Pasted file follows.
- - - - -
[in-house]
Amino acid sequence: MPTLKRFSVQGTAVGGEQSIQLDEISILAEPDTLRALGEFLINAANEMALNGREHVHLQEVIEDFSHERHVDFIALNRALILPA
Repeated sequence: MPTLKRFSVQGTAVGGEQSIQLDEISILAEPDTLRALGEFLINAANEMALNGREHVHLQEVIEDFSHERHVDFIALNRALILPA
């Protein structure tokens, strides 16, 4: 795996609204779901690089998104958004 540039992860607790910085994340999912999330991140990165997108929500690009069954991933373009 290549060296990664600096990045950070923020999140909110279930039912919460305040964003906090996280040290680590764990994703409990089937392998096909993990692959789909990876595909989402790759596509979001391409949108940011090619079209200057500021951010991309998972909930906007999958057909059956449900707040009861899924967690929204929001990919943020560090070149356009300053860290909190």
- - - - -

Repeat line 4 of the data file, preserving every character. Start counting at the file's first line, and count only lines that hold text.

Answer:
């Protein structure tokens, strides 16, 4: 795996609204779901690089998104958004 540039992860607790910085994340999912999330991140990165997108929500690009069954991933373009 290549060296990664600096990045950070923020999140909110279930039912919460305040964003906090996280040290680590764990994703409990089937392998096909993990692959789909990876595909989402790759596509979001391409949108940011090619079209200057500021951010991309998972909930906007999958057909059956449900707040009861899924967690929204929001990919943020560090070149356009300053860290909190």